Abstract: After the marginal utility revolution, subjectivism becomes altogether the excuse and the justification of an alleged realism to describe individual action in economics. The reference to subjectivism introduces two major methodological issues: The first one is linked to the hypothetico-deductive or deductive status of the methodology of research, and involves therefore the questions linked to methodological individualism or to the rationality principle. The second problem is related to the hypothesis grounding individualistic patterns in economics, and the way other social sciences such as psychology can bring revisions on them. Psychologists are focused on introspection, and economists imported the notion into their field because they thought the notion had been scientifically explained. We can introduce critics against introspection: psychologists refer to this theory in order to preserve the richness of the description of the individuals, which does not permit economists to achieve at the universality of the explanations required by economics. In psychology, non-inductivist theories have been developped by specific schools. They are represented today by Popper's "objective knowledge" theory. One who accepts Popper's non-inductive (anti-psychologic and anti-psychologistic) thesis empowers the "individual" with a large epistemic density. At the same time, subjectivism becomes a theory running economic models without reference to extensive and singular features of an isolated individual life. The analysis of the maximisation hypothesis, or of the rationality principle, entails a demonstration of the strict necessity to add an institutional analysis of situations where individuals live, behave and decide, to genuine individualistic explanations. The Mengerian analysis focused on the economicity of goods. It has to be expanded into the economicity of institutions as considered and enforced by individuals.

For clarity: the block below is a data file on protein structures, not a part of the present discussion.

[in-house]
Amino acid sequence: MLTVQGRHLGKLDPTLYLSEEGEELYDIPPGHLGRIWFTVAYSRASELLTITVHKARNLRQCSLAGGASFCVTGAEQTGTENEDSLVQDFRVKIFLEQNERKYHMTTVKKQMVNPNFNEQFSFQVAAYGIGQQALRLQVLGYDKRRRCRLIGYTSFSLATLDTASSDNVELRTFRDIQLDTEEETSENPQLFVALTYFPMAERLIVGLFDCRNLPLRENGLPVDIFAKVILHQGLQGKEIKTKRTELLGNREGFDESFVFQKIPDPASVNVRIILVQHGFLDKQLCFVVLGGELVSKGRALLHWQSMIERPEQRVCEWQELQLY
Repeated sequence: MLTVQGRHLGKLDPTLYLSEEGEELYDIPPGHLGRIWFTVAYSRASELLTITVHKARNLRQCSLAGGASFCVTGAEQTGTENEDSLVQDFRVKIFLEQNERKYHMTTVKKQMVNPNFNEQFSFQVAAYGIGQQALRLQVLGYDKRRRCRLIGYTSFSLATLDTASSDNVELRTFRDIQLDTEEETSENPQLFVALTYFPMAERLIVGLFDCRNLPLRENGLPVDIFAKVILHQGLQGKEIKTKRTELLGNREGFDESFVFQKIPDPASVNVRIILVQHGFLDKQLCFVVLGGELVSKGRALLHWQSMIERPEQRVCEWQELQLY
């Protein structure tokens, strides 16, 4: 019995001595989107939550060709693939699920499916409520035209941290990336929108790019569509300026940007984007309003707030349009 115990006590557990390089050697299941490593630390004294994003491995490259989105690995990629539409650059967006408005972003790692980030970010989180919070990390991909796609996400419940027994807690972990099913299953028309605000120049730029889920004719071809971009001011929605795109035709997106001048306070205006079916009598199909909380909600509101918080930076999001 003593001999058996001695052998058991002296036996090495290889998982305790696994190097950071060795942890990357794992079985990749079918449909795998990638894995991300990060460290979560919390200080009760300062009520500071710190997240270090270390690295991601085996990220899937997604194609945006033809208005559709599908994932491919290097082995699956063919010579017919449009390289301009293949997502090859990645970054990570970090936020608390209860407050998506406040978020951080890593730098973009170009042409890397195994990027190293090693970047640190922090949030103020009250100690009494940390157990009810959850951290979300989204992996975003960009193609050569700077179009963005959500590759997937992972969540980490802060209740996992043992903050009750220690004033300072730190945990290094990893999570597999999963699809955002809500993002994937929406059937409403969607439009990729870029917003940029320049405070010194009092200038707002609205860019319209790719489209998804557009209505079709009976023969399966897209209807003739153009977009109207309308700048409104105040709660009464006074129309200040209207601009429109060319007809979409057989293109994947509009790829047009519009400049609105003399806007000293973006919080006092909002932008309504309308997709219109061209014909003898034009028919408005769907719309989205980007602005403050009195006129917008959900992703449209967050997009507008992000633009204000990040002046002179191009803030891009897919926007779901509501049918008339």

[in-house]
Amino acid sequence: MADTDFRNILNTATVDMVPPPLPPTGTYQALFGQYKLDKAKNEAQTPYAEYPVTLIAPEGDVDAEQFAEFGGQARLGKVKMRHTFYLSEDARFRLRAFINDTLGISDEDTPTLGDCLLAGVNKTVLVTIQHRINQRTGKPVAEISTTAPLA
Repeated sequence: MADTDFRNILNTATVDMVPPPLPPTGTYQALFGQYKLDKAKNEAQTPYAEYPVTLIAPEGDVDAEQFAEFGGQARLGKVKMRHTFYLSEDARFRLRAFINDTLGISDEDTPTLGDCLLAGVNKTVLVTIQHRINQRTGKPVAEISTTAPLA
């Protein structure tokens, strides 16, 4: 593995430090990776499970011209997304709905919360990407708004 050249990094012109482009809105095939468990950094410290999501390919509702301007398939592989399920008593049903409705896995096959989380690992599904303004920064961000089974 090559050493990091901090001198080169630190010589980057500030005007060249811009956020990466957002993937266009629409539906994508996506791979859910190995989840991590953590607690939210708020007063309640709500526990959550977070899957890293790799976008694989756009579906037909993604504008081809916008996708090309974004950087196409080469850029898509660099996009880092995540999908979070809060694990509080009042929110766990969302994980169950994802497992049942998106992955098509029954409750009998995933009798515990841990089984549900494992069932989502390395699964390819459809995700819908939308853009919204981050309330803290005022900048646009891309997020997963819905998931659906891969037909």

Photo: Steve Pyke
The dissertation is drafted in French.
B13 (Neoclassical economics through 1925), B41 (Methodology), B53 (Austrian economics),
D83 (information, knowledge, uncertainty), D91 (micro-based behavioral economics)
B31: Carl Menger, Karl Popper